Now, with this weekend’s release of Jurassic World: Fallen Kingdom, it’s hard to say where the franchise can really go from here. We’re already across the rubicon of mixed-DNA dinosaurs to the point where much of Fallen Kingdom is built around the reveal, explanation, and subsequent destruction and killing spree of the new creature, much as Jurassic World focused on the Indominus Rex. It’s a Jurassic movie for the DCEU generation, all oversaturated dark colors and glowering leads and a privileging of big onscreen Moments over actual thought or cohesion or drama. Where once Jurassic Park suggested a future full of infinite possibilities, its sequels have spent the next quarter-century proving how little imagination it actually has left for any of those possibilities.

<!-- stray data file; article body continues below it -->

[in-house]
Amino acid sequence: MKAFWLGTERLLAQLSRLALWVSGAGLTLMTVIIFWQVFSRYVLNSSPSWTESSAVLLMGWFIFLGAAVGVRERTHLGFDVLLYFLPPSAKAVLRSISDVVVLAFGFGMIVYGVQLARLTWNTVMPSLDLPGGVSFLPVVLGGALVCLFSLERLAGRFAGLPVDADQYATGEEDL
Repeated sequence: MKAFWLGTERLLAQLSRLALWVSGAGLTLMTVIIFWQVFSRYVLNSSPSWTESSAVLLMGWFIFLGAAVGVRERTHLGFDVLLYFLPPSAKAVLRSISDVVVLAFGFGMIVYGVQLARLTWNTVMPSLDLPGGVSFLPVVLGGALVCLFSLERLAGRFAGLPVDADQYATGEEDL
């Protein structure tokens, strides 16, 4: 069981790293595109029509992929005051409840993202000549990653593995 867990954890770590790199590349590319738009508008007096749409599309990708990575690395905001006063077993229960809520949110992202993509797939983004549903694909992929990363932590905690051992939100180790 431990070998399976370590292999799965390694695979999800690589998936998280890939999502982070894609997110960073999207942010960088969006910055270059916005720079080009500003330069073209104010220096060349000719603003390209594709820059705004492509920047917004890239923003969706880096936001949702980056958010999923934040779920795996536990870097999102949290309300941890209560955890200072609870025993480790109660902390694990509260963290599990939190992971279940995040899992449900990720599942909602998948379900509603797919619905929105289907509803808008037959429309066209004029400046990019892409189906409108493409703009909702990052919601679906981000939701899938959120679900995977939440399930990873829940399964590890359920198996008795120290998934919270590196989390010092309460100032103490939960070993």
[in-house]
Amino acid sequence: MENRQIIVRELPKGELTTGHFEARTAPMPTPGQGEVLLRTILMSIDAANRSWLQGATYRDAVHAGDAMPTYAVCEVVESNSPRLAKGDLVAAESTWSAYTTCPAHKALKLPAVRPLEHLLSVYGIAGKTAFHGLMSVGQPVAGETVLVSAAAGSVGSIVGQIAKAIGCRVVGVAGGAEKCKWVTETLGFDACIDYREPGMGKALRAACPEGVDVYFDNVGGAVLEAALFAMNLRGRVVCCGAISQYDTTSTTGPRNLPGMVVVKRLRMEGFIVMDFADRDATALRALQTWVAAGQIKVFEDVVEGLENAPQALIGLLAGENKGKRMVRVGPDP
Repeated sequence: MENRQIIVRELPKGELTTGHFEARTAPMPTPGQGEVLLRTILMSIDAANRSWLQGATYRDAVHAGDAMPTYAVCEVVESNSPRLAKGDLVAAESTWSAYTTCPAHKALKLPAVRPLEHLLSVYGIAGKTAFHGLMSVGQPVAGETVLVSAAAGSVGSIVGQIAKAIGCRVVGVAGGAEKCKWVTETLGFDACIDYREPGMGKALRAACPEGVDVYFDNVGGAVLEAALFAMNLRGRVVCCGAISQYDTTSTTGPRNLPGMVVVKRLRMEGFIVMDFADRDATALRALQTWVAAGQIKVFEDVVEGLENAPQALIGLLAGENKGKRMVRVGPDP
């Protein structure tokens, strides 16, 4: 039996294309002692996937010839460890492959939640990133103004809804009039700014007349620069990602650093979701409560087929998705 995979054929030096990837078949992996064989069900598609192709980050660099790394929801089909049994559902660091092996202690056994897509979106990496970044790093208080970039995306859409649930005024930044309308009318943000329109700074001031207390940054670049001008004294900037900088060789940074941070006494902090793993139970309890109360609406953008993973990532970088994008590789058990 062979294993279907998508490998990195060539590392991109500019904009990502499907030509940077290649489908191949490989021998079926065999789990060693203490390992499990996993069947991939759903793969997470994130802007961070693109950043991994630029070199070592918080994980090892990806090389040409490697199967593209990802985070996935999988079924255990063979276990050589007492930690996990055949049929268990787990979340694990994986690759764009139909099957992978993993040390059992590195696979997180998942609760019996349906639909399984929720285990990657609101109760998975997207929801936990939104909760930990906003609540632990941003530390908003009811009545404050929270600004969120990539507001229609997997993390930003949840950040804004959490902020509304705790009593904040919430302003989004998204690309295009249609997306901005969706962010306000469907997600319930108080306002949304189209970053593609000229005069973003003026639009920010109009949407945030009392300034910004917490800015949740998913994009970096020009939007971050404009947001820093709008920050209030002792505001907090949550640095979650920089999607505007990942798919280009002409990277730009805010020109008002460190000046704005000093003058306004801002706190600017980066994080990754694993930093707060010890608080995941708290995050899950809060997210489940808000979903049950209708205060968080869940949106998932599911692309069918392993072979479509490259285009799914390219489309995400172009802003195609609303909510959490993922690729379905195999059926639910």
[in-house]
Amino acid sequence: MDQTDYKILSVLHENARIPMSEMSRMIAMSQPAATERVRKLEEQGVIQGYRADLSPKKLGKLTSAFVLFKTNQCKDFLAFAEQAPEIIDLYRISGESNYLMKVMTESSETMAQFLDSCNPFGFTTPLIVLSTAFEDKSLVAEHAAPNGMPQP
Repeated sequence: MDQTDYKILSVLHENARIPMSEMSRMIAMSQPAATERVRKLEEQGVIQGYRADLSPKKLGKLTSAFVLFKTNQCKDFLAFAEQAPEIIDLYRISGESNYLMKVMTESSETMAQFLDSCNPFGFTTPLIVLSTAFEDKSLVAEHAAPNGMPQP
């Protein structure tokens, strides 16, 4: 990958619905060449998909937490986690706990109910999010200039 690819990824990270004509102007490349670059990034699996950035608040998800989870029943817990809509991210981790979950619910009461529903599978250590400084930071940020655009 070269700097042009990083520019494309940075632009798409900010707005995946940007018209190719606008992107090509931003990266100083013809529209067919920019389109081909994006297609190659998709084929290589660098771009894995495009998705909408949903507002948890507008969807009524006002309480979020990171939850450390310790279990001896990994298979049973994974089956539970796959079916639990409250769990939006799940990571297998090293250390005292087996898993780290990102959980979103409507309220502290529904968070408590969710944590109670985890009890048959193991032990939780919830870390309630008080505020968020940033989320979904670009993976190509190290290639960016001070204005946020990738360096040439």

from Consequence of Sound


“Hi, Mikey!”: Child’s Play is returning as an 8-part TV series

Nobody likely expected that Chucky, a literal doll possessed by the spirit of a serial killer, would pervade the horror landscape like it has, but Tom Holland and Don Mancini’s 1988 slasher Child’s Play has spawned no shortage of sequels, the likes of which have experimented with a number of different tones. Now, it appears the franchise is working to stay current by pivoting from film to TV, with Mancini announcing a new series via his Twitter account.

Mancini’s provided no details aside from a silent GIF that, in the guise of a scrambled TV screen, reads “Child’s Play: The TV Series”. He did, however, tease the concept in an interview with Bloody Disgusting from earlier this year, and confirmed with the site that Brad Dourif will return as the voice of Chucky.